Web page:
We all play pranks but last month I was the target of a breathtaking practical joke. It wasn’t simply sweeping in its scope but also meticulously researched and planned. Yet the amazing thing is I haven’t the faintest idea who did it. He or she may have wanted to fool me — and might have partly succeeded — but shows no inclination of revealing their identity.
It began with the following email:
“Dear Mr Thapar, Her Royal Highness the Duchess of Cornwall has asked me to invite you to a Dinner Party at Clarence House on 3 January 2008. Her Royal Highness and His Royal Highness The Prince of Wales are looking forward to having you with them. The Prime Minister and Foreign Secretary will also be dining with Their Royal Highnesses. It is a black tie evening. If you would be so kind as to send me your address, I will post you an invitation card. You are expected at Clarence House at 19:15 hours, for drinks in the Blue Drawing Room. Their Royal Highnesses will receive you in the Imperial Room, where the Prime Minister will be joining their other guests. Dinner will be served at 20:00 hours. I look forward to hearing from you.
Robert Smedley-Smith, OBE,
Comptroller to The Household of
Her Royal Highness The Duchess of Cornwall”.
The letter, I was sure, was a prank. Clarence House doesn’t use googlemail and such invitations aren’t sent by email. But why was it copied to Richard Stagg, the British High Commissioner? The email given for him was correct.
I replied: “Thank you for your letter of Saturday, 3 November. Forgive me for what might be a silly question but is this a joke? I don’t believe that invitations from the Duchess of Cornwall are usually sent by email and that too from a googlemail ID. I may well be wrong — and if I am I apologise — but I thought I should start by asking if this is a genuine letter or an elaborate hoax.
I’m marking a copy of my reply to Mr Stagg who, as it happens, knows me and perhaps he or you might send me a quick reply to confirm that this invitation is genuine. As it so happens, I’m likely to be in London on the 3rd of January and would be delighted to attend.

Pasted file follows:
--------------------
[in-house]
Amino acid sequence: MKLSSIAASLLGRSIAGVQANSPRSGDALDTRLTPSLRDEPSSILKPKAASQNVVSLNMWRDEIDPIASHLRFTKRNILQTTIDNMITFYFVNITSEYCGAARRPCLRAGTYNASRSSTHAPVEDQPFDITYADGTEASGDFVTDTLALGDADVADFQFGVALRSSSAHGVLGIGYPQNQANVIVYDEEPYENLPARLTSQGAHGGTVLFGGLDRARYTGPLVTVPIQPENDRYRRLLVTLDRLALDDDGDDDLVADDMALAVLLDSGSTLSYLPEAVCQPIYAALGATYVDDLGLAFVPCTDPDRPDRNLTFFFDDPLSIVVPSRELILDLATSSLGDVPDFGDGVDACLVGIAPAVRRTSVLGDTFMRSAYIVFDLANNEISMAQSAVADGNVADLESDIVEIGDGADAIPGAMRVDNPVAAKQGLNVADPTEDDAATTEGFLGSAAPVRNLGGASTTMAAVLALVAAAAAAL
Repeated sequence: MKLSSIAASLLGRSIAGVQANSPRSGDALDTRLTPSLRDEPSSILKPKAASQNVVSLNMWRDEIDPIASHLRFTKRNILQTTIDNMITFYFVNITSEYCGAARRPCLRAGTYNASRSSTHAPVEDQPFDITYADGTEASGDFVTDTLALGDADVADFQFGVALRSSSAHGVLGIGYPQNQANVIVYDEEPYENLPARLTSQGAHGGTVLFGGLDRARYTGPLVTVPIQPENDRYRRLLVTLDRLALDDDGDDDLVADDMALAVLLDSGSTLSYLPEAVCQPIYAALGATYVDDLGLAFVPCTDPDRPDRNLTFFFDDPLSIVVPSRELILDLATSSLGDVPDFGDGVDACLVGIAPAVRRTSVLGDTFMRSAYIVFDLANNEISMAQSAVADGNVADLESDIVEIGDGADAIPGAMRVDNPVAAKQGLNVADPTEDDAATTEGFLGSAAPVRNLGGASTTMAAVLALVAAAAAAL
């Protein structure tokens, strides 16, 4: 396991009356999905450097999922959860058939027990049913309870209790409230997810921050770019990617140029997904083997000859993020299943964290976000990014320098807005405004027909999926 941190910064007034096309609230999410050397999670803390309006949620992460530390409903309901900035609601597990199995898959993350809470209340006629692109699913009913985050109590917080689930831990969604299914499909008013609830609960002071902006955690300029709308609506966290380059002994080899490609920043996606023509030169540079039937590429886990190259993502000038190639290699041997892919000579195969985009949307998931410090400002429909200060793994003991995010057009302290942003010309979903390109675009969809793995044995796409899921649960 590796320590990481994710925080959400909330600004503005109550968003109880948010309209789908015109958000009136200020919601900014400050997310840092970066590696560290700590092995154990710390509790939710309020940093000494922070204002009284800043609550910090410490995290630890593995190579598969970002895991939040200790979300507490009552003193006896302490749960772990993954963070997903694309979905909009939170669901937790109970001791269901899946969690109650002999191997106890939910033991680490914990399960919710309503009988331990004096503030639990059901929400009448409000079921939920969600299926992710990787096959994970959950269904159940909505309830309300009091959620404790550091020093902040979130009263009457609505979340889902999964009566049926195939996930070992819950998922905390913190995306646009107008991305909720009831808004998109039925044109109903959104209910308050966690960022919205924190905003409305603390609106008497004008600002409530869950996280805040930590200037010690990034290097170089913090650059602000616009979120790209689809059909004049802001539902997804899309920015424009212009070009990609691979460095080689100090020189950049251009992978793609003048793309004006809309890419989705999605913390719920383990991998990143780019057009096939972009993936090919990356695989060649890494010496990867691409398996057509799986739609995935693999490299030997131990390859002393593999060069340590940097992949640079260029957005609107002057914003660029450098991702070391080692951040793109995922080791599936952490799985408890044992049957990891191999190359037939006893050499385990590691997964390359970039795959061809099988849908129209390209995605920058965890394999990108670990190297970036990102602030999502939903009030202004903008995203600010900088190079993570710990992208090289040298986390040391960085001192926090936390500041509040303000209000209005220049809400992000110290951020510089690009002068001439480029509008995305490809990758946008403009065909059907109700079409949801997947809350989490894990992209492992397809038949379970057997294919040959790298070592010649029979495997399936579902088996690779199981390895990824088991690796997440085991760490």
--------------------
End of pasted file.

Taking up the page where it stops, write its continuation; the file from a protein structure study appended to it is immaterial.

I await your reply.”
Within 24 hours I received two further letters. The first was from Richard Stagg. His simply said:
“ Dear Karan, I’m just off to London and will check (you may well hear in the meantime). Best wishes, Dickie.”
The other was from Smedley-Smith:
“I do apologise for the confusion. There have been some problems with the Royal Mail, which is why you have not received the invitation from Clarence House. Another invitation was dispatched on Friday by HM Diplomatic Bag to Dan Chugg at the British High Commission in New Delhi. You should receive it by Monday afternoon.”
This time the letter was not copied to the High Commissioner. But I discovered Dan Chugg does exist at the High Commission. He’s Head of Press. And the Royal Mail has been playing up. So, now, was the invitation genuine?
I replied: “Thank you for your letter. I also have a similar one from Richard Stagg who, in addition, tells me he’s leaving for London and will double check and get back. I look forward to receiving the invitation you have sent by the Diplomatic Bag to Dan Chugg at the British High Commission.”
Three days later I received a call from the High Commissioner’s secretary. She’d established that Robert Smedley-Smith doesn’t exist. The whole correspondence was fraudulent. And although I’ve waited for more letters they’ve stopped.
I doubt if I’ll ever get a real invitation to dine with British royalty, but I wish I knew who to thank for this one or, at least, congratulate. Meanwhile, be warned if you receive similar letters. You could be the next victim!